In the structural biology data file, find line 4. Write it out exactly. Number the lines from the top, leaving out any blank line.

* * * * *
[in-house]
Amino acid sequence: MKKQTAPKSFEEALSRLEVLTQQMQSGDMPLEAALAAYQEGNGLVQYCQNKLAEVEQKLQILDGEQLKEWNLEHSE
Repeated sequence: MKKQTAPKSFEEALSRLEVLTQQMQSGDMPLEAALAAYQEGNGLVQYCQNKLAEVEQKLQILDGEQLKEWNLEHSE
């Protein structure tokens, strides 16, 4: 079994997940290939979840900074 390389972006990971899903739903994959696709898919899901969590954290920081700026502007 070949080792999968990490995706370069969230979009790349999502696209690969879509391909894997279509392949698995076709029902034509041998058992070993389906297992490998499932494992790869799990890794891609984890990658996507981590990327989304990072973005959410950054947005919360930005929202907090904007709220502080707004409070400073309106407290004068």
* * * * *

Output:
């Protein structure tokens, strides 16, 4: 079994997940290939979840900074 390389972006990971899903739903994959696709898919899901969590954290920081700026502007 070949080792999968990490995706370069969230979009790349999502696209690969879509391909894997279509392949698995076709029902034509041998058992070993389906297992490998499932494992790869799990890794891609984890990658996507981590990327989304990072973005959410950054947005919360930005929202907090904007709220502080707004409070400073309106407290004068």